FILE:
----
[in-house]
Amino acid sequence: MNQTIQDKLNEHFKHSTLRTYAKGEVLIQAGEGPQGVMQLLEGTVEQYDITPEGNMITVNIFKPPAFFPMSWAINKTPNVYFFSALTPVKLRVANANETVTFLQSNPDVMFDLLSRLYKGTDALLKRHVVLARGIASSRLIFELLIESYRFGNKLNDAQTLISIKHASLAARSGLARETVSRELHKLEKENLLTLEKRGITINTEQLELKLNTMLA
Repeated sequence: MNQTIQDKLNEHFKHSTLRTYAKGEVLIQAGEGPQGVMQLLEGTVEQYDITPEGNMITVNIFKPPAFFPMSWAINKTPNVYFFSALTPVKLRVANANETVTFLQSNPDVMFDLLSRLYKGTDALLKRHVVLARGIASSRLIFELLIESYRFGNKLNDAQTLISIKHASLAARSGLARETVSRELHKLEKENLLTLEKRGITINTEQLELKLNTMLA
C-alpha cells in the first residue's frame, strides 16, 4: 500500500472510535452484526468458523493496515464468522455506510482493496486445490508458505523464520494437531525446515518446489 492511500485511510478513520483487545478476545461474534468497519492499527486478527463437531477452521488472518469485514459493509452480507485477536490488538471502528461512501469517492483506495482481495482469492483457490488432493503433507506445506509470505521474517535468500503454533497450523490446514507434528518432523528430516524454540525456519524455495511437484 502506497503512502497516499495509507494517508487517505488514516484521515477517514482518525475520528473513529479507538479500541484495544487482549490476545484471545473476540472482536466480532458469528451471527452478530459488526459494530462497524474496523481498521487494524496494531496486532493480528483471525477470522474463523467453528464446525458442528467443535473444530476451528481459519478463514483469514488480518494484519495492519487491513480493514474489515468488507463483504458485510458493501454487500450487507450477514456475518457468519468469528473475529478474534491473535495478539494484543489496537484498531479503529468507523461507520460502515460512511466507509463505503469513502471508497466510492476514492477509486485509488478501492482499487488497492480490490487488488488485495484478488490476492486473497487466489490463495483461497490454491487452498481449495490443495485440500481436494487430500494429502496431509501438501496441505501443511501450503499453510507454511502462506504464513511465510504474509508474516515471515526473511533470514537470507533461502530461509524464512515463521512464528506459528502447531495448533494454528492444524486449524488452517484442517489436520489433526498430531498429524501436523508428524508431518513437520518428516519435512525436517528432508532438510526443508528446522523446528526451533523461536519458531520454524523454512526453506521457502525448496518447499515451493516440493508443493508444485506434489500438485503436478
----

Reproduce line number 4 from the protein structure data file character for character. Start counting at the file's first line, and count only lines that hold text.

C-alpha cells in the first residue's frame, strides 16, 4: 500500500472510535452484526468458523493496515464468522455506510482493496486445490508458505523464520494437531525446515518446489 492511500485511510478513520483487545478476545461474534468497519492499527486478527463437531477452521488472518469485514459493509452480507485477536490488538471502528461512501469517492483506495482481495482469492483457490488432493503433507506445506509470505521474517535468500503454533497450523490446514507434528518432523528430516524454540525456519524455495511437484 502506497503512502497516499495509507494517508487517505488514516484521515477517514482518525475520528473513529479507538479500541484495544487482549490476545484471545473476540472482536466480532458469528451471527452478530459488526459494530462497524474496523481498521487494524496494531496486532493480528483471525477470522474463523467453528464446525458442528467443535473444530476451528481459519478463514483469514488480518494484519495492519487491513480493514474489515468488507463483504458485510458493501454487500450487507450477514456475518457468519468469528473475529478474534491473535495478539494484543489496537484498531479503529468507523461507520460502515460512511466507509463505503469513502471508497466510492476514492477509486485509488478501492482499487488497492480490490487488488488485495484478488490476492486473497487466489490463495483461497490454491487452498481449495490443495485440500481436494487430500494429502496431509501438501496441505501443511501450503499453510507454511502462506504464513511465510504474509508474516515471515526473511533470514537470507533461502530461509524464512515463521512464528506459528502447531495448533494454528492444524486449524488452517484442517489436520489433526498430531498429524501436523508428524508431518513437520518428516519435512525436517528432508532438510526443508528446522523446528526451533523461536519458531520454524523454512526453506521457502525448496518447499515451493516440493508443493508444485506434489500438485503436478